Medicaid Asset Protection Trusts – Common Law Rules Still Seem to Control ‘Availability’

Take-Away: Medicaid self-settled qualifying trusts often lead to common law asset protection principles. While lawyers and courts are familiar with those principles, and the limits on those principles, e.g. the property rights associated with the donee of a limited power of appointment, Medicaid administrators have little or no familiarity, thus leading to some strange reasons for the denial of Medicaid benefits.

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SECURE Act 2.0 – The Student Loan Match

The SECURE Act 2.0 permits employers, particularly those employers who hire college graduates, to match student loan repayments made by plan participants, thus making the employer’s qualified plan more attractive and beneficial to its employees.

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Substantially Equal Installment Payment Rules

Take-Away: One way to avoid an early distribution 10% excise tax on a distribution from an IRA or qualified plan account is to abide by the substantially equal periodic payment exception under the Tax Code. The problem with following that exception is the longer of five years or age 59 ½ requirement.

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Court Created Special-Needs Trusts

Take-Away: While the Michigan Trust Code contains several provisions with regard to the modification or termination of a trust, the purpose of the trust, and the settlor’s intent in creating the trust, will limit the probate court’s authority to modify or terminate the irrevocable trust.

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New SECURE Act 2.0 Penalty Exceptions

The SECURE Act 2.0 created two new exceptions to the early distribution excise tax for domestic abuse and financial emergencies. While ‘better than nothing’ neither provides much in the way of financial relief.

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SECURE Act 2.0 – Long Term Care Premiums

The SECURE Act 2.0 permits the use of some retirement plan assets to pay for long term care premiums.

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SECURE Act 2.0: New Excise Taxes and Limitations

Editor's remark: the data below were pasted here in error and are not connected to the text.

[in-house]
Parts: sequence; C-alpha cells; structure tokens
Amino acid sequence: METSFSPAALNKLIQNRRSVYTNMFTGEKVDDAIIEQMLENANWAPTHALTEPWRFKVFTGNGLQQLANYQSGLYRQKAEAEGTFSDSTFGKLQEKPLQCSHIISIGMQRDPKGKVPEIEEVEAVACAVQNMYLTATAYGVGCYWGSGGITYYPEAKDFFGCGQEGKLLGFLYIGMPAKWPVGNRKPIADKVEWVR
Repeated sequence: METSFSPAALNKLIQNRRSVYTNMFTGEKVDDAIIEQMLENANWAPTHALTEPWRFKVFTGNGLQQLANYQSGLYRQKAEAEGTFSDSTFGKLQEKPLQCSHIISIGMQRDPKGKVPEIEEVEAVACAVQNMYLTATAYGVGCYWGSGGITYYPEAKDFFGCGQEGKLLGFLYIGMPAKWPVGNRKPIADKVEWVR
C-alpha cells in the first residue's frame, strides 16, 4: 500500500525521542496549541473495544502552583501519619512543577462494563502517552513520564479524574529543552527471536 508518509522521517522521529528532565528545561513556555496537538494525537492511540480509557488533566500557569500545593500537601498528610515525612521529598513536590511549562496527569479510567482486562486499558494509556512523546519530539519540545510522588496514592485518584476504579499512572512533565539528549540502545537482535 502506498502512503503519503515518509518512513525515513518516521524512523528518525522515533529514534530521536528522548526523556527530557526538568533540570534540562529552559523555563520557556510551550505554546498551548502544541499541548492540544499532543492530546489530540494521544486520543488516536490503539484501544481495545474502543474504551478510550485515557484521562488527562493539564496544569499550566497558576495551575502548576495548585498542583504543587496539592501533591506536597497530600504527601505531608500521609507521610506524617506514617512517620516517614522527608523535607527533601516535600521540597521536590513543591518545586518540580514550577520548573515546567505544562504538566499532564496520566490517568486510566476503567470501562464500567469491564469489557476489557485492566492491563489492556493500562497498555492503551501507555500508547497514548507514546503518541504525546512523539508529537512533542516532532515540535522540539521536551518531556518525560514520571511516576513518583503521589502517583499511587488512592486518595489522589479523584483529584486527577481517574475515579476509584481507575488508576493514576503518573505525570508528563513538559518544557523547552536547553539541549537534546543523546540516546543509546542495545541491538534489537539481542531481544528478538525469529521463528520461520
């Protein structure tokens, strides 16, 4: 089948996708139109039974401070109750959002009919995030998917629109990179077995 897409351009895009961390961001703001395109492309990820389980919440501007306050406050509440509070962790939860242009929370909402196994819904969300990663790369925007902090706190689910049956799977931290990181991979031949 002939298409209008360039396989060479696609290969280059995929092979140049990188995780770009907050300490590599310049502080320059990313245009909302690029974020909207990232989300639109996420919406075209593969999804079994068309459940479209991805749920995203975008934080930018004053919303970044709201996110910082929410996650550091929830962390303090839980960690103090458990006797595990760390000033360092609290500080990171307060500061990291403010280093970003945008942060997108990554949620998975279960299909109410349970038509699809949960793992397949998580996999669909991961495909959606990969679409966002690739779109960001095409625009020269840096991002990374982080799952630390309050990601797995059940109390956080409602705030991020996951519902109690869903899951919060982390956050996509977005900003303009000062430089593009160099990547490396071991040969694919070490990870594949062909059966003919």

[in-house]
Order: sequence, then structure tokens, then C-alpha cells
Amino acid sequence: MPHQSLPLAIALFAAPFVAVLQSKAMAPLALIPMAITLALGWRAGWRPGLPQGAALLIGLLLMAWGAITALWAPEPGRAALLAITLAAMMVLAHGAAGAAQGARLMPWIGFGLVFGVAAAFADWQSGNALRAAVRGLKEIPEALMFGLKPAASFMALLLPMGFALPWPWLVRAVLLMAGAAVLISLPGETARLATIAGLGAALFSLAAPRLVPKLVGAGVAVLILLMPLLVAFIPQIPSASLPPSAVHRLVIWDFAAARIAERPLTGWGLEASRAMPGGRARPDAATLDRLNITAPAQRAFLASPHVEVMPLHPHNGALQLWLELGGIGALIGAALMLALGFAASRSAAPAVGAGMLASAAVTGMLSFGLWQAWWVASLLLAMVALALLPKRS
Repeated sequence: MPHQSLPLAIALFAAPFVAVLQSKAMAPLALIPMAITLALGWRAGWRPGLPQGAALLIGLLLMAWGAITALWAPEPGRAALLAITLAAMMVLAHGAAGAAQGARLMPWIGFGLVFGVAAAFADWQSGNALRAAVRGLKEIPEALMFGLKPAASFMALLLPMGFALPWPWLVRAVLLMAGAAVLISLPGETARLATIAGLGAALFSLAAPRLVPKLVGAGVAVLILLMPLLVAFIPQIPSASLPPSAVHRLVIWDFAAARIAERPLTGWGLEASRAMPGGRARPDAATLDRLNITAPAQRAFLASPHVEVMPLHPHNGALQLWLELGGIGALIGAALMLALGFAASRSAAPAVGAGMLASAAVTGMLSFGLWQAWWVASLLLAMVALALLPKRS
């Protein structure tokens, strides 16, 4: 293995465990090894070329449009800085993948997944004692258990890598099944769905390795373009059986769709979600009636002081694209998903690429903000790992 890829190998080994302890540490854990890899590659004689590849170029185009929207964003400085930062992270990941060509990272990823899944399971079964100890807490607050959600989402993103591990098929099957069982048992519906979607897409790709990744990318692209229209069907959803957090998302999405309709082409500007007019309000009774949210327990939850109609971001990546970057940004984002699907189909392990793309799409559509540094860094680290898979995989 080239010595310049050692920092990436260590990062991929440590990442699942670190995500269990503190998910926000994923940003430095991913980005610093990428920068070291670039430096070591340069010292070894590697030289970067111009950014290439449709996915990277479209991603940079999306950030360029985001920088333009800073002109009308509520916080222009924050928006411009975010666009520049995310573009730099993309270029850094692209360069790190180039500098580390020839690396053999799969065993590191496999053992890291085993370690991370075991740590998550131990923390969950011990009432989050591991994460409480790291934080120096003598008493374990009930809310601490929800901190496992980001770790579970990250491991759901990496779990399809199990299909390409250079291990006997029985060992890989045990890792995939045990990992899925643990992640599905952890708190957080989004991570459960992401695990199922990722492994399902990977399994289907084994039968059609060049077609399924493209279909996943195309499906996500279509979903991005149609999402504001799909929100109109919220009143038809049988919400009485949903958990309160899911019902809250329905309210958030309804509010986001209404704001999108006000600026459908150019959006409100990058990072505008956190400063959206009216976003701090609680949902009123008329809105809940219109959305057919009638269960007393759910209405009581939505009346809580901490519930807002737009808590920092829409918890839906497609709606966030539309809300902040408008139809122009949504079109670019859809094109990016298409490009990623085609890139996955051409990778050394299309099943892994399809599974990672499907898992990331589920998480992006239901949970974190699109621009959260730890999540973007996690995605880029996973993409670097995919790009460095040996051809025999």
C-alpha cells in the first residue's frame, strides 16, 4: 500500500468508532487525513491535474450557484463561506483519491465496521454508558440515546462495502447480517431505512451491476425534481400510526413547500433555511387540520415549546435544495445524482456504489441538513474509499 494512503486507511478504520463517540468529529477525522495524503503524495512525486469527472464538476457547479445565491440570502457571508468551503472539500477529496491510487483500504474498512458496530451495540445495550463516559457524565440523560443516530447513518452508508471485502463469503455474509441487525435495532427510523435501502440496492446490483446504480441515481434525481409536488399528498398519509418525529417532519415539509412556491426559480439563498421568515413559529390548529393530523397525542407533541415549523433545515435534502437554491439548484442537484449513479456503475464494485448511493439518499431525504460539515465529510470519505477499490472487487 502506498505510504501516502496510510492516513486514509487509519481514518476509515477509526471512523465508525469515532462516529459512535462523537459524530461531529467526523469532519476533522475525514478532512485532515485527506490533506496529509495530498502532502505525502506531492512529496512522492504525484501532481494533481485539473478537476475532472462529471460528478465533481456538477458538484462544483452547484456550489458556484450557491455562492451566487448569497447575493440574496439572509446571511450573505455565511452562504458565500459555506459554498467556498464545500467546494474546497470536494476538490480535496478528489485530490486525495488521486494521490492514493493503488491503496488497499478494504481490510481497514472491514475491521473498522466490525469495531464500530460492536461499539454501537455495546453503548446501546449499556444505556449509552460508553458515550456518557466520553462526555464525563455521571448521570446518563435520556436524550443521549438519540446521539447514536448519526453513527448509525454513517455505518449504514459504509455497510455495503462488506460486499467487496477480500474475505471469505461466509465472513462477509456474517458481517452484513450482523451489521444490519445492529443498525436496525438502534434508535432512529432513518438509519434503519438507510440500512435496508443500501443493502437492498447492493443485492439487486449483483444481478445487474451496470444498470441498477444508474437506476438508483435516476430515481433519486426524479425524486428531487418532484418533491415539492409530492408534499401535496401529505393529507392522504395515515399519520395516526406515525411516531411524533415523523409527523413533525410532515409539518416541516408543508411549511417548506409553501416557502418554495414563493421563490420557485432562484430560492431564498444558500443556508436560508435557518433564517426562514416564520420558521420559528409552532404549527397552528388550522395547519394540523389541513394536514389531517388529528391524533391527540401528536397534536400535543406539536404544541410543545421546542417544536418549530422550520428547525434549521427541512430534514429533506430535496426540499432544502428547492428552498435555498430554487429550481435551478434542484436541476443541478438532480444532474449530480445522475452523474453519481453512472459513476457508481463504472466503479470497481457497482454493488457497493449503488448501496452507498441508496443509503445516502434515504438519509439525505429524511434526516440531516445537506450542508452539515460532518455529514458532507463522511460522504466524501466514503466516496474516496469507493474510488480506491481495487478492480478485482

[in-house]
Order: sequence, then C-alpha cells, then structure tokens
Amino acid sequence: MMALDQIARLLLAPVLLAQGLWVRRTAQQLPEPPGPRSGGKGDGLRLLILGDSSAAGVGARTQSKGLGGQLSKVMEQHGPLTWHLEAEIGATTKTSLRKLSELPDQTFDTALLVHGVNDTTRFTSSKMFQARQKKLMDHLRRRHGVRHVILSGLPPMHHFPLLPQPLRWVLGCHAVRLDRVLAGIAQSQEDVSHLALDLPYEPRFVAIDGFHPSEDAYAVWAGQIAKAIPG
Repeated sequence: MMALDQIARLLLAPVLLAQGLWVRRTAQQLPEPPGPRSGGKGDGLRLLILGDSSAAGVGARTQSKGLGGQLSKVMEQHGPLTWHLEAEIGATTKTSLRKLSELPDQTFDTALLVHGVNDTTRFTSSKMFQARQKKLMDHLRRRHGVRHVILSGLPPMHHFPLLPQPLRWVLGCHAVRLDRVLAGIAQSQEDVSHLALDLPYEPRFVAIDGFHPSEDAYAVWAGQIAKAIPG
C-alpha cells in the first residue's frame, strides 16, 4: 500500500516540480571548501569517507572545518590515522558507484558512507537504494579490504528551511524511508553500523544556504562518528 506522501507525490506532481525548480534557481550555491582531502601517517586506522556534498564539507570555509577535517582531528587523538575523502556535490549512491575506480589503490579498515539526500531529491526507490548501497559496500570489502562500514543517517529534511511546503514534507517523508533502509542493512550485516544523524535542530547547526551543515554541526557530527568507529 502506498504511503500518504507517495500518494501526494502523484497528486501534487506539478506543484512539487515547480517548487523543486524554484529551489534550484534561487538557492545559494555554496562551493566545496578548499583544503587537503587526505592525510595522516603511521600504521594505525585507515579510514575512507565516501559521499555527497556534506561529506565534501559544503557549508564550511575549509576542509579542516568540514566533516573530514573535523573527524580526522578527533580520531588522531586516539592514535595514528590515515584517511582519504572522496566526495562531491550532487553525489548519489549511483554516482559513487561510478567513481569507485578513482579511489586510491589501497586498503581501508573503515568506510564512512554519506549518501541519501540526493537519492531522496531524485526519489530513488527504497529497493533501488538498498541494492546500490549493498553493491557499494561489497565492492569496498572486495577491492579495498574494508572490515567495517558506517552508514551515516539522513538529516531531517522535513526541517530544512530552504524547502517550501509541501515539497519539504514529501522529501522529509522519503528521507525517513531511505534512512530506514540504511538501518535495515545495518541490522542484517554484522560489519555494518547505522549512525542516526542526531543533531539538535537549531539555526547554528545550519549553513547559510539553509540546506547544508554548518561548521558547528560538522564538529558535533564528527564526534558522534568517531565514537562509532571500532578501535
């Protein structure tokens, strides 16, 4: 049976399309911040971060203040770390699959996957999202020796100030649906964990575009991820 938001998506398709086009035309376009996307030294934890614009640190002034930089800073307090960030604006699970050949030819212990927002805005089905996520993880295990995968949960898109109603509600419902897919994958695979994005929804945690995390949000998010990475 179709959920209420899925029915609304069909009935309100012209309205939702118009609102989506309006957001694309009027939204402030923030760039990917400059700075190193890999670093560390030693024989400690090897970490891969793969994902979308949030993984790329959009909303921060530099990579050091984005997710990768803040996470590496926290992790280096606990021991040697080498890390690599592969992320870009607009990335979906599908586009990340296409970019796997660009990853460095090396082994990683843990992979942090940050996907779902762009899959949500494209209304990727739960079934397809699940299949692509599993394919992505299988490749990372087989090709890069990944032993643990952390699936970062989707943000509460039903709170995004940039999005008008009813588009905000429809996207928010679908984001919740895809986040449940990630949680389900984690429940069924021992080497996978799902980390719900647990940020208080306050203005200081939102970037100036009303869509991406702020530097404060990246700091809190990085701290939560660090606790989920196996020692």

New, favorable, rules apply when an excess contribution is made to an IRA, or there is a failure to take a required minimum distribution (RMD).

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See-Through Trusts – The Search for ‘Countable’ Beneficiaries, Part One, the Disregard Rules

The Proposed Regulations under the SECURE Act contain roughly 10 separate ‘rules’ to identify when an individual named in a trust is disregarded for purposes of determining the identity of all trust beneficiaries, which in turn controls the required minimum distribution that the trustee must take when a retirement account is made payable to the trust on the account owner’s death.

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SECURE Act Proposed Regulations – Two Eligible Designated Beneficiary Surprises

Take-Away: Previously covered in the past has been the IRS’s unique interpretation of the at least as rapidly rule when it comes to distributions from an inherited IRA when the IRA owner was over their required beginning date (RBD) at the time of their death. A couple of other ‘surprise’ interpretations also appear in those SECURE Act Proposed Regulations with regard to a designated beneficiary who is not more than 10 years younger than the deceased account owner. Again, they create a risk that a beneficiary will fail to take their full required minimum distribution (RMD) leading to a 50% excise tax imposed on the amount that should have been taken from the inherited IRA.

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